The Adventures of Interning in a Foreign Country When you Don’t Speak the Language **Hint: the secret is patience, positivity, and a lot of hand signals** Ciao! My name is Charlee Wilkerson and I’m a rising senior at the University of South Carolina. I’m a Retailing major with an emphasis in Fashion Merchandising and I chose to spend the summer in Sorrento, Italy interning at a boutique called Acanfora.
Prior to finalizing my decisions to study abroad I always knew that I wanted to stay with a host family to get the full experience of cultural immersion. I wanted to live in a house where they could help teach me the language, feed me authentic food and be a part of their everyday lives.
It has been a year since my time abroad and I have been itching to get that experience again. It’s the itch my body feels for adventure, change, and new experiences. It’s not necessarily studying abroad that I’m craving, but just traveling to different countries in general. I have officially diagnosed myself with the travel bug, and this guy is worse than the flu.
One of the main things I’ve heard from others studying abroad is how easy and affordable it is to travel Europe. I think this is true to some extent but, as we’re approaching the end of the semester, my group has decided that it is okay to take a weekend off in-between trips! We’ve seen some truly, incredibly breathtaking places, but our bodies are constantly telling us to slow down.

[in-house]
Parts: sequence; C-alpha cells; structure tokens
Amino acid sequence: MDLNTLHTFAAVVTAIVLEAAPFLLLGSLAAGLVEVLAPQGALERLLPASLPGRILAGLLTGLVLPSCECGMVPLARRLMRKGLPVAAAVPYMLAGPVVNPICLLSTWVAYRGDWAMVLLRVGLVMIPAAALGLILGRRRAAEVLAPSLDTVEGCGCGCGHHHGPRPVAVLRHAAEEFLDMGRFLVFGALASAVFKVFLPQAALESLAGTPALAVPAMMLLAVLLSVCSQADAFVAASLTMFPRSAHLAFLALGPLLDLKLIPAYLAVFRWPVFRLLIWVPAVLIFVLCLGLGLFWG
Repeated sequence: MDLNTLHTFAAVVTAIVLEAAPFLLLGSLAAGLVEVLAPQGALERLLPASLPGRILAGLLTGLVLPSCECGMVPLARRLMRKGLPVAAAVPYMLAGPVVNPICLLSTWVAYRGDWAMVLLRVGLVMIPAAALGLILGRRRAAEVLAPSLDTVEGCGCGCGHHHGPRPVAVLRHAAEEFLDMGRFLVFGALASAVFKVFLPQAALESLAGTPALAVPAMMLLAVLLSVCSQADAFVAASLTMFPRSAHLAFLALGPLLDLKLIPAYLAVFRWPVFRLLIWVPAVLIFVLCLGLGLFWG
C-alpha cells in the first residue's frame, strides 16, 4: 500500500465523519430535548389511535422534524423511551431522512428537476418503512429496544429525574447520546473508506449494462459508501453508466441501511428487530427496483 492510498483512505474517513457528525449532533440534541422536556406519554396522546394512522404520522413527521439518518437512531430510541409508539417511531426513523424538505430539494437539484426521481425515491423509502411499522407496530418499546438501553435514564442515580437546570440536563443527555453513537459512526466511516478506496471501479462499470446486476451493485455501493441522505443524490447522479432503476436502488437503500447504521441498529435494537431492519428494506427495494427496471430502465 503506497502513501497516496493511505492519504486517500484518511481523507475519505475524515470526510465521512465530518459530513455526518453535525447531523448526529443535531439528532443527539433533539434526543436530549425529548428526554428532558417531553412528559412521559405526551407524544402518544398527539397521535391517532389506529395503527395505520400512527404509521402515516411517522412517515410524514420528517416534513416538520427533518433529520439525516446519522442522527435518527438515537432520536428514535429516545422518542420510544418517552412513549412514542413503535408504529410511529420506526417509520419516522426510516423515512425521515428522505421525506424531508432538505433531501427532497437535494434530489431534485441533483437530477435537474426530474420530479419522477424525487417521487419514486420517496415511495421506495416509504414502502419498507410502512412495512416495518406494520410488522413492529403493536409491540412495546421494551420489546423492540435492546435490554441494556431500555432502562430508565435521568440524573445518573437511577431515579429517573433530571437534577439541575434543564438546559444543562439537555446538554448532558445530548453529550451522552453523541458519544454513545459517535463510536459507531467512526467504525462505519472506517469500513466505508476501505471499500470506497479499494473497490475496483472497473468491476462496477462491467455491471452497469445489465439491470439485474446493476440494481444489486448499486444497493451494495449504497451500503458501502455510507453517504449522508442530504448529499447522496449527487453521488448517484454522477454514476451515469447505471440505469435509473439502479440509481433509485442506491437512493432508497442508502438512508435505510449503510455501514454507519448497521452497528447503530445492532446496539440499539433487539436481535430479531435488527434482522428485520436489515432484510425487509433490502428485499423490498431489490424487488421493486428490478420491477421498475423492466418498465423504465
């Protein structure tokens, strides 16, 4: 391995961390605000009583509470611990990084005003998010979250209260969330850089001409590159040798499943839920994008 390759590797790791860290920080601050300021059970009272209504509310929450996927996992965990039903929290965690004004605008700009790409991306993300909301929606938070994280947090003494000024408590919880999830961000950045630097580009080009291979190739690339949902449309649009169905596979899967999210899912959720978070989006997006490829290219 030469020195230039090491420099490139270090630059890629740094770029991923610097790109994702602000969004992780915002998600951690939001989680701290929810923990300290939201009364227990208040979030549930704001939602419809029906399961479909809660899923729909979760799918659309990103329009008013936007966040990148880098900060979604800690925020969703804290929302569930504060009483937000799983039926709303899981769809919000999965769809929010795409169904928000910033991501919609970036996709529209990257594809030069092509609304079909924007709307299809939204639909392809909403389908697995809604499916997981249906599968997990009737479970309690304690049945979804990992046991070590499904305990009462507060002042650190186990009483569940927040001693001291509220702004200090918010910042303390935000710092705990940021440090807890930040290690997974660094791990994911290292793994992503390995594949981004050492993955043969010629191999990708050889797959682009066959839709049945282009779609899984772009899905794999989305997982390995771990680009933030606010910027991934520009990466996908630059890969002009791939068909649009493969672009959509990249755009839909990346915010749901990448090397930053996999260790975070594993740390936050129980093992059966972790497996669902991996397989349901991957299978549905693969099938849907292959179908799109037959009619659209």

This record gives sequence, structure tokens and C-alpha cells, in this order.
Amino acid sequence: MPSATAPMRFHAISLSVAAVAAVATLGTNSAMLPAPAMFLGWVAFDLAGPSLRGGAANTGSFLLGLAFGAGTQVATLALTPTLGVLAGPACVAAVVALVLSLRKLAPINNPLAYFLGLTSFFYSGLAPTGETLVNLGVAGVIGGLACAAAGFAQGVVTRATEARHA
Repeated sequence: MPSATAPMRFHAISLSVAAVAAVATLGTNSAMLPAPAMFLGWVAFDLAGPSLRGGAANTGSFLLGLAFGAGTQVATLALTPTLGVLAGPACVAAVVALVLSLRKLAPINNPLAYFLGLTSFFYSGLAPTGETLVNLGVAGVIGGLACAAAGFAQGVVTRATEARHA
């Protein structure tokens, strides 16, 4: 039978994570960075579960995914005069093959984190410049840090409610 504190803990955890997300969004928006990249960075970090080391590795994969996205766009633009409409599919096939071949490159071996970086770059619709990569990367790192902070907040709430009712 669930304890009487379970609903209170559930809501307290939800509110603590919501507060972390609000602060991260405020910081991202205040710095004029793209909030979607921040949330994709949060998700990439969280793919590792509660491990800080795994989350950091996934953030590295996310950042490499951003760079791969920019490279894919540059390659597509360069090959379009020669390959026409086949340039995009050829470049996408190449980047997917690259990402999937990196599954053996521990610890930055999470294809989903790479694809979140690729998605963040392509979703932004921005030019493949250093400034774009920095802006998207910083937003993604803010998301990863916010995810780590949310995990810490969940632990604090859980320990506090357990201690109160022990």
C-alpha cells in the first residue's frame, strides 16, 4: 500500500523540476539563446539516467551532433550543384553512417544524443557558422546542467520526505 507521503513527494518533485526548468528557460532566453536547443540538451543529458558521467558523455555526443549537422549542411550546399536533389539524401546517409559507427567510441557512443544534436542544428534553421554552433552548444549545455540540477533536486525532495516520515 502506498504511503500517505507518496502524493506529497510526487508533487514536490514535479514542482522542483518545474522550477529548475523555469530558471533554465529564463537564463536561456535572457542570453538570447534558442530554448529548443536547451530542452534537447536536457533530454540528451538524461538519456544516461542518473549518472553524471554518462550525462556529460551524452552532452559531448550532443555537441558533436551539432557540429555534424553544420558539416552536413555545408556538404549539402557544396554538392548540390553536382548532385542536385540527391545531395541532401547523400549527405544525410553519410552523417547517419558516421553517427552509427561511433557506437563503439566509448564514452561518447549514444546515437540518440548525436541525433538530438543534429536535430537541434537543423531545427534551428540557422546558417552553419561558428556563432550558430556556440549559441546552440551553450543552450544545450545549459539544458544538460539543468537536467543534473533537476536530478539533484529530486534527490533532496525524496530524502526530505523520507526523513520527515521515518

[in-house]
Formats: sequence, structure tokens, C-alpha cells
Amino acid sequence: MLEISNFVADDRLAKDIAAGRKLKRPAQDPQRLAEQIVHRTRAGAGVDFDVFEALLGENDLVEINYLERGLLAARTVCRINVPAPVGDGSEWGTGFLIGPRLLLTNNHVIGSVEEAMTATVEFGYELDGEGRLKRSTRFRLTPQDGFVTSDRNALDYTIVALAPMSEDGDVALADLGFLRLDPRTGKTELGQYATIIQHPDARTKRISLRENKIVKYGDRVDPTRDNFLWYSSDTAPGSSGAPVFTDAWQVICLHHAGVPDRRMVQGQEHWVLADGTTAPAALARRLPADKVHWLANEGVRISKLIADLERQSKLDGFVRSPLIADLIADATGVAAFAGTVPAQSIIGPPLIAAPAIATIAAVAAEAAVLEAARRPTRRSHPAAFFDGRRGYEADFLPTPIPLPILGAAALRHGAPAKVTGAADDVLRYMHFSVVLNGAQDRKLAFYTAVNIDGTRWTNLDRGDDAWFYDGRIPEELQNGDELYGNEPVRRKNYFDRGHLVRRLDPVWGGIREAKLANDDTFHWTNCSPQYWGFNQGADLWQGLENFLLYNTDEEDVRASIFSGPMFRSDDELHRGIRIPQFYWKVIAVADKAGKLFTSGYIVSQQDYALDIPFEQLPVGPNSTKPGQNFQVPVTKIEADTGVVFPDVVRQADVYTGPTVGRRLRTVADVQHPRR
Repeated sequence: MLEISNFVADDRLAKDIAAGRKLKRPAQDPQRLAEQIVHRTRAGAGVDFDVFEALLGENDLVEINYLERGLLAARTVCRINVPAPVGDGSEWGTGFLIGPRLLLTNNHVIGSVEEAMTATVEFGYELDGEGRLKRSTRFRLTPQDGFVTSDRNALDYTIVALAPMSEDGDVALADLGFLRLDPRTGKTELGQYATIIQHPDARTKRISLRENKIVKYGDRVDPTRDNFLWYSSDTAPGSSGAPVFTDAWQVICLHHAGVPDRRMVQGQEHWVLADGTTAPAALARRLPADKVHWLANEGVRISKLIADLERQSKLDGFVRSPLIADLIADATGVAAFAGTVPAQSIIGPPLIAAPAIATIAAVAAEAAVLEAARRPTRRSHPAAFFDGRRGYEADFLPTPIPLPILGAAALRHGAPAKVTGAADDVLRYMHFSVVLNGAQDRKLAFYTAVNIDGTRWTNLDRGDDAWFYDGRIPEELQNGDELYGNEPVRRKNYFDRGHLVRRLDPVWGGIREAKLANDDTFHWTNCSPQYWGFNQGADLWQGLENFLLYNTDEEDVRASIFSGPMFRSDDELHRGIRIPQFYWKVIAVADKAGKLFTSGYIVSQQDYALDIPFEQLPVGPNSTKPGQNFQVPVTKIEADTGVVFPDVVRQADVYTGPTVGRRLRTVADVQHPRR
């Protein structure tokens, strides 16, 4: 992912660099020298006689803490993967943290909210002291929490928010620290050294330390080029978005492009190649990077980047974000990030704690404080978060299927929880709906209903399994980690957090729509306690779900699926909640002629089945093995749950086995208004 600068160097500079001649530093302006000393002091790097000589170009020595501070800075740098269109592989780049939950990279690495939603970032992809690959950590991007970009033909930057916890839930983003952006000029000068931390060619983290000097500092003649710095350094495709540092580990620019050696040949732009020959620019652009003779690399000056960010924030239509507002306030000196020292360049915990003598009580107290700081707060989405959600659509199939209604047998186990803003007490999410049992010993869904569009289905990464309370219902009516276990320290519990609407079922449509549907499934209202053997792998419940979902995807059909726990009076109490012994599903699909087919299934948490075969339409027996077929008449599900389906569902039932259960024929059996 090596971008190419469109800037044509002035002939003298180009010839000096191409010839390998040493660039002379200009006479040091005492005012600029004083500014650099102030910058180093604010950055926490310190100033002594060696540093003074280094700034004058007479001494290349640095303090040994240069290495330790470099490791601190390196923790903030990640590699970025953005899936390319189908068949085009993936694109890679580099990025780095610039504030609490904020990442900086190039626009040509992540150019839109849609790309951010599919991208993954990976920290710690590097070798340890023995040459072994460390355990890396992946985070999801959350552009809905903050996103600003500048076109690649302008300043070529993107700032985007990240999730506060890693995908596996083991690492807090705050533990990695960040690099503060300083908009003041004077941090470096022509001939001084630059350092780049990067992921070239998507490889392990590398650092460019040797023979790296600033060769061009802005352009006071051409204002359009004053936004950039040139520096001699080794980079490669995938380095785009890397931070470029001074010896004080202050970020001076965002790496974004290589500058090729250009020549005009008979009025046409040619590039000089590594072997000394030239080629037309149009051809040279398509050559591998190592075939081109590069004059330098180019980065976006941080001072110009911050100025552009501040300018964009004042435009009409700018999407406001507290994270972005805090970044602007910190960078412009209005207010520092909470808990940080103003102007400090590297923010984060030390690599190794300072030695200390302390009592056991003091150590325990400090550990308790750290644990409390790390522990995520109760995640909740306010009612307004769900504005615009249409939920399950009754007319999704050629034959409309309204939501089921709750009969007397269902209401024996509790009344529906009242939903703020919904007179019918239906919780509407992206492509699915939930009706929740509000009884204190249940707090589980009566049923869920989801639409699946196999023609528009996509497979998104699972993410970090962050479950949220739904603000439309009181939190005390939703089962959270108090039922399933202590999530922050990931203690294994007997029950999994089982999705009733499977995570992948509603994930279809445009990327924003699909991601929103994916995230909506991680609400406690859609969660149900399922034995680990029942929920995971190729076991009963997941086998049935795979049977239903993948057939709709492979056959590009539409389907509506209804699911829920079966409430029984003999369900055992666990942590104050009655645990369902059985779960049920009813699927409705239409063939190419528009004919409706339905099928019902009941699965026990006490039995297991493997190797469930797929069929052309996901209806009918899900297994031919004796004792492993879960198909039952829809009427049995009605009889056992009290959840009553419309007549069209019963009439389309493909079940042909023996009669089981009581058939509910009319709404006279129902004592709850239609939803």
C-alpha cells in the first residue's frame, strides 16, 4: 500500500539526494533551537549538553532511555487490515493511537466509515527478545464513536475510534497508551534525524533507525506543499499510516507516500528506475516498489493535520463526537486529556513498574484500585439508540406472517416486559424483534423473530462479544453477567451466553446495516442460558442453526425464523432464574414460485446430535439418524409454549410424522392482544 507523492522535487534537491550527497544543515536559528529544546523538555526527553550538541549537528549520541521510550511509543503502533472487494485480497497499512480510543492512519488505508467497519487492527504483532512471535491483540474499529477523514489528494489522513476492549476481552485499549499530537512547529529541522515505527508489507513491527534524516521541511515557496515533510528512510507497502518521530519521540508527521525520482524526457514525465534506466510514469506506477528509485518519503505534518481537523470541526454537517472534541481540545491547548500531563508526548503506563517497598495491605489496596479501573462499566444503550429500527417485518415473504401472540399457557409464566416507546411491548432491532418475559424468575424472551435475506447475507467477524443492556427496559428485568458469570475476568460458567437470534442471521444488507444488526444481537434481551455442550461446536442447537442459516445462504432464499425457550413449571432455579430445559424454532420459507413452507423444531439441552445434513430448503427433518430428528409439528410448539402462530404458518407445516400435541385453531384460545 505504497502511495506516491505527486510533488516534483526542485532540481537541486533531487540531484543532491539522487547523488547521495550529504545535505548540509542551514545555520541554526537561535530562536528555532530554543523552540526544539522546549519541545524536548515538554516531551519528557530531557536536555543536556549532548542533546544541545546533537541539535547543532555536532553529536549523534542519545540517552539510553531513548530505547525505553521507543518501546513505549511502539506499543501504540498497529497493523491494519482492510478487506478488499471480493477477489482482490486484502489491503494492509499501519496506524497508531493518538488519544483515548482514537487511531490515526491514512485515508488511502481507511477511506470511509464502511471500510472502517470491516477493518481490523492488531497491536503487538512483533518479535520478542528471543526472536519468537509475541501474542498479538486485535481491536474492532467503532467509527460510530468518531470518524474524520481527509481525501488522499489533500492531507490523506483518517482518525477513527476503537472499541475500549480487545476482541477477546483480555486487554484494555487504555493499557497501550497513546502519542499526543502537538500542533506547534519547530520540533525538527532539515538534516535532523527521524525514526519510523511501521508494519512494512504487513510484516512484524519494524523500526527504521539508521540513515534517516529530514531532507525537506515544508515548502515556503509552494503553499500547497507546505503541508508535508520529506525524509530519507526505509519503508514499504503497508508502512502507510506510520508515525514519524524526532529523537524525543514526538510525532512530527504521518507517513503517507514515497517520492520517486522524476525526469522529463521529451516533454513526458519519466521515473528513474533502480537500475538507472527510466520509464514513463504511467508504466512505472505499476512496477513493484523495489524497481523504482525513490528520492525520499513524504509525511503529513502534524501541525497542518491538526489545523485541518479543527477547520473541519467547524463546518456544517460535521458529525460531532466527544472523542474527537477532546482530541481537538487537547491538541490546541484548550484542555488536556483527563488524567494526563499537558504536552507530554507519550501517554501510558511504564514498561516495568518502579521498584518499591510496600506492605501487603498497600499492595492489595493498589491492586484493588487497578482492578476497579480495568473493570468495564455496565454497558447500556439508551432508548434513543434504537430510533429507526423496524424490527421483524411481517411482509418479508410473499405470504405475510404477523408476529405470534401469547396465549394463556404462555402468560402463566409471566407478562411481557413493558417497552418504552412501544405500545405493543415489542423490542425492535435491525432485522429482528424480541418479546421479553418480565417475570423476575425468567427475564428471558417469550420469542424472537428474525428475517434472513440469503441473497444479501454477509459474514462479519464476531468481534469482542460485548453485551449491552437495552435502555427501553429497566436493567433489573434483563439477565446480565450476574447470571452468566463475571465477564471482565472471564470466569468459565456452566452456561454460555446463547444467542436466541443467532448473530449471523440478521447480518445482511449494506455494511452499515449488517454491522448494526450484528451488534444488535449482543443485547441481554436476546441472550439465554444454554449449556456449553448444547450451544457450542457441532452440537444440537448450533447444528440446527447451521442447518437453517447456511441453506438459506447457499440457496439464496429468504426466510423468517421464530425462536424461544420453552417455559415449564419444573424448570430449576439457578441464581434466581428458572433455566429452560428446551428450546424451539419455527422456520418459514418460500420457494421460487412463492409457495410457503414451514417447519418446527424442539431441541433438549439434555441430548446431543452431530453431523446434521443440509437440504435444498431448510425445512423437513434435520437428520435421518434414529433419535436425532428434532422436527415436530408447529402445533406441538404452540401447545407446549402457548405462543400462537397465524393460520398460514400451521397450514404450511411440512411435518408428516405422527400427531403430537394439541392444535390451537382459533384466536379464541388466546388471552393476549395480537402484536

In Sorrento, you can walk out the back door of the school and end up at the beach within five minutes. The only reason it takes so long is due to the picturesque winding path you must take to get to the bottom of the hill! After class on a weekday, a few of us decided to go kayaking and it was so easy!
Leading up to my semester in Sorrento, I was so curious about what was to come. This was my first time in Europe, and I had no idea what to expect. All I knew was that I couldn’t wait to get here! There is not that much information about this place online, just the occasional beautiful picture. But I can tell you there is so much to this little town than you would ever expect!
I can’t believe I only have three short weeks left of my study abroad experience! These past seven weeks have gone by so fast and have been some of the best weeks of my life. This summer I have learned so much about myself as an individual and I truly believe I have grown tremendously as a person, becoming a more outgoing and independent.
Ciao a tutti! This is Elise Walsh checking in one last time at the Sant’Anna Institute in Sorrento, Italy. This is my final week in Sorrento and I have had such an incredible experience. I can’t believe how quickly the past five weeks have gone! Today, I’d like to focus on some advice for those interested in studying abroad. Let me begin by saying I couldn’t be happier with my choice to go to Sorrento.